RICHMOND, Va. (WRIC) — Richmond’s elections chief said last month that “Virginia has clearly embraced no excuse voting,” when data showed that a little more than 200,000 people in the commonwealth had voted early in person and nearly a million had requested an absentee ballot.
Just weeks later, those numbers have swelled to an astonishing number: 2,172,997.
Early voting in Virginia has surged since Sept. 18, the day it was first allowed, after a new law permitting no-excuse absentee voting went into effect in July. As of Oct. 23, more than 1.7 million Virginians have already voted in this year’s election, a figure that represents more than 43 percent of the 3,984,631 total votes counted in Virginia in the 2016 election.
Virginia’s Department of Elections has reported more than a million people have voted early in person and just over 725,000 have returned their mail-in ballots. The total number of absentee ballots cast in Virginia four years ago didn’t eclipse 600,000.
Early voting numbers have hit unprecedented levels across the country, with 52,094,843 Americans already voting in the 2020 Election, according to the U.S. Elections Project, a website tracking early turnout figures in each state. In Texas, more than 6.3 million ballots have already been cast, 71 percent of the state’s total in 2016.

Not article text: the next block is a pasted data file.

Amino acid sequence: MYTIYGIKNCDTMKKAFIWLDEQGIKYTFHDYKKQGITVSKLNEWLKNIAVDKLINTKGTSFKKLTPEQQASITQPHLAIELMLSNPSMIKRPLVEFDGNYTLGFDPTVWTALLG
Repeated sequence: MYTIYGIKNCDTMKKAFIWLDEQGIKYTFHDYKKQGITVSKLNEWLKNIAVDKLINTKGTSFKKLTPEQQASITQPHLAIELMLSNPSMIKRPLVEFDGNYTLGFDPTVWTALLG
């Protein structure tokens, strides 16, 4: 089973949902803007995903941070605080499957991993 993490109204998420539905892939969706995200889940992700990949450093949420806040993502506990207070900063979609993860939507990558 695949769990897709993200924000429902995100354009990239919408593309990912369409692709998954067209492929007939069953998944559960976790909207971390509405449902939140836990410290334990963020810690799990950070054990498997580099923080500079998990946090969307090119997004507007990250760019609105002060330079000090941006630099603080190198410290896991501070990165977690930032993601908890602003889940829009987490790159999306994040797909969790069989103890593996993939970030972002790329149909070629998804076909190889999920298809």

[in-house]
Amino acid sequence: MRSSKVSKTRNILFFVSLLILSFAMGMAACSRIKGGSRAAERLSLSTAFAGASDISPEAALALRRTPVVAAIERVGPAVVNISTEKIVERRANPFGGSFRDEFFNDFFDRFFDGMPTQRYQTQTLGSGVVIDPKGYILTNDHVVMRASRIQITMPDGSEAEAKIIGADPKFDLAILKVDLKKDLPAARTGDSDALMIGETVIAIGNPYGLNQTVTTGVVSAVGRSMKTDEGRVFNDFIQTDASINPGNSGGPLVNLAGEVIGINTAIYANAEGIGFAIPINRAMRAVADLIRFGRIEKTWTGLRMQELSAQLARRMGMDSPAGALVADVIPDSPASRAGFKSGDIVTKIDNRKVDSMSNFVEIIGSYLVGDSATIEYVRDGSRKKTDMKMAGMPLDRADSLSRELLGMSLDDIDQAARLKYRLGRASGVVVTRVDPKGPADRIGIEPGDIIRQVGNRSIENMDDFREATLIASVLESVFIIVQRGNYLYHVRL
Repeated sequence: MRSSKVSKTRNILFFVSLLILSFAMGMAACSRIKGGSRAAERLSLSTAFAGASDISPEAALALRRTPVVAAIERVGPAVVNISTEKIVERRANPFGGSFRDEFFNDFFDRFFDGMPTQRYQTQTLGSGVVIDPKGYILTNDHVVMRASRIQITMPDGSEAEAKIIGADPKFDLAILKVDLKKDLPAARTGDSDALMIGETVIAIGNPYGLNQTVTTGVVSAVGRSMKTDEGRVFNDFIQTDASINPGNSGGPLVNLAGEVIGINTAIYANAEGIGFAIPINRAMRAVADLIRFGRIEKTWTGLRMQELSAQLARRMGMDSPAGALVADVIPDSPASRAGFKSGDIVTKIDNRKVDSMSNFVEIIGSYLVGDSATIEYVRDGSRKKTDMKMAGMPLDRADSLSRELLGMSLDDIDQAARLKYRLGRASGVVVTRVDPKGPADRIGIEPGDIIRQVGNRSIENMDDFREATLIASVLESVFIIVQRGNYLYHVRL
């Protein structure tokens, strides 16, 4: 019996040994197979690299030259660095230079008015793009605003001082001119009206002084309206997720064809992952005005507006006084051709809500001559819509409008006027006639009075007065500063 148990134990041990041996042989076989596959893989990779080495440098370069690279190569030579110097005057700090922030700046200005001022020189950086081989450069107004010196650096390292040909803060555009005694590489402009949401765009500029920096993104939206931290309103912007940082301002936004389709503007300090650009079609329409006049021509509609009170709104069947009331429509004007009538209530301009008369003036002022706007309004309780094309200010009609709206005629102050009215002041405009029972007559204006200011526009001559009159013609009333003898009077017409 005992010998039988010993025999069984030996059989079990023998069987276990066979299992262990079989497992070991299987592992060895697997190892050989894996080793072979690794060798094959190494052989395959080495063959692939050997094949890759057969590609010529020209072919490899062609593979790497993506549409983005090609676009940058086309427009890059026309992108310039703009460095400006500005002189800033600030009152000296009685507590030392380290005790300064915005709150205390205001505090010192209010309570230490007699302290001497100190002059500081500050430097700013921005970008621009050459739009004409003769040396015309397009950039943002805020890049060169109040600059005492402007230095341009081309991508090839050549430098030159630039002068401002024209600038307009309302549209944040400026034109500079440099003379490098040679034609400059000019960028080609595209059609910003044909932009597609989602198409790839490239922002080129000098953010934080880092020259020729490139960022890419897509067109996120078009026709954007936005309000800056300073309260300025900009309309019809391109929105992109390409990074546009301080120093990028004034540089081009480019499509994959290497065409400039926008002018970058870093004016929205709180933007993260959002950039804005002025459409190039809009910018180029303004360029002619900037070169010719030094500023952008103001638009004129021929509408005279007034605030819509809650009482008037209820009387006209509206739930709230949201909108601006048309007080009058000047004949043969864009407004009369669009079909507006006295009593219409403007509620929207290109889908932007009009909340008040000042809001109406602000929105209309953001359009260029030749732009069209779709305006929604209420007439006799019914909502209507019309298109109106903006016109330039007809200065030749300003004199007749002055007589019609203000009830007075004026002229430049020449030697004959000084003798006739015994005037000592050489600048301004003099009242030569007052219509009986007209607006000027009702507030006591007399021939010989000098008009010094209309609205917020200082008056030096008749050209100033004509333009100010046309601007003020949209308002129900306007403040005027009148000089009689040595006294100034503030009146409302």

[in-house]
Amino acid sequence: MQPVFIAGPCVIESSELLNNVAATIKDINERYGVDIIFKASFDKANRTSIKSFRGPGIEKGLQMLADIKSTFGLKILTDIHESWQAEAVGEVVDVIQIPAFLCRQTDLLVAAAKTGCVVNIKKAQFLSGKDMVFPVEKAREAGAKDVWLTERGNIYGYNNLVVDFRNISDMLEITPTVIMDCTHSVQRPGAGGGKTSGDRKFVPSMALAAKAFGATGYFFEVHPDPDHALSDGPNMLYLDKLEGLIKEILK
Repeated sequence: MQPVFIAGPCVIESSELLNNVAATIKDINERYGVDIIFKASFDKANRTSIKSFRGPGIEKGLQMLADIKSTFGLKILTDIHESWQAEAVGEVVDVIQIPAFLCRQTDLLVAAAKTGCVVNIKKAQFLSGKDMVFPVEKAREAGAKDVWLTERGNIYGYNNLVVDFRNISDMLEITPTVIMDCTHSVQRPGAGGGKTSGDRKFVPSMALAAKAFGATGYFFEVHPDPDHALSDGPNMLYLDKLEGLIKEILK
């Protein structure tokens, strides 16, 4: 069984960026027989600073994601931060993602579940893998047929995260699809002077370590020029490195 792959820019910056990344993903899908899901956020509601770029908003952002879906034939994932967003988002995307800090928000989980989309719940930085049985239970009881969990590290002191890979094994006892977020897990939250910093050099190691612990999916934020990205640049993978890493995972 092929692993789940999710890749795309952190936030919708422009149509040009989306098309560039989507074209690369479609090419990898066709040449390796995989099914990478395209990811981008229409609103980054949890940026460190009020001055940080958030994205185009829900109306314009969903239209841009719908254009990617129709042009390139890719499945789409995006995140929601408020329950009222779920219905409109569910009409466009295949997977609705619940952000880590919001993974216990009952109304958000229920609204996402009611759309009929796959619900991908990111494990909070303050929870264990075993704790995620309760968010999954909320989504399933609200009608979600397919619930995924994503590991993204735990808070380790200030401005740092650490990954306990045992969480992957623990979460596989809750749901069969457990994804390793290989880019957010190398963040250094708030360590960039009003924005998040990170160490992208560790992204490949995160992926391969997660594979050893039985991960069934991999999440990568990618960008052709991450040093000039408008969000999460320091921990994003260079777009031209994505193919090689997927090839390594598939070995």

These figures indicate how eager voters in the country are to return their ballot early and the enthusiasm for this election season.
The site also tracks total votes by party registration — data that some states but not Virginia provides. The U.S. Elections Project shows that 11,806,276 early voters are registered Democrats, 6,341,695 registered as Republicans and 5,178,431 with no party affiliation.
While these numbers may reflect an advantage for Democrats across the country, it cannot guarantee one. Individuals who backed a particular political party in the past can vote for another party in 2020.
The nonpartisan Virginia Public Access Project is also tracking early voting totals in the commonwealth, with a graph showing the shift in early voting from 2016 to 2020 by congressional districts. Each district has seen a noticeable spike, with some have 175,000 more early voters than in the last presidential election.
In Virginia’s 7th Congressional District race, where Rep. Abigail Spanberger (D-Va.) and state Del. Nick Freitas (R-Culpeper) are facing off, 176,217 more people have voted early compared to 2016. Apart from the 9th District, all of Virginia’s congressional districts have seen six-figure increases.
In Henrico, a key county in the race for the 7th District, more than 95,000 residents have either voted early or requested an absentee ballot. That’s more than five times the 2016 total.
In the city of Richmond, where residents are voting for mayor and in nine City Council races, more than 55,000 have either voted early or requested an absentee ballot. In 2016, that total was less than 7,000.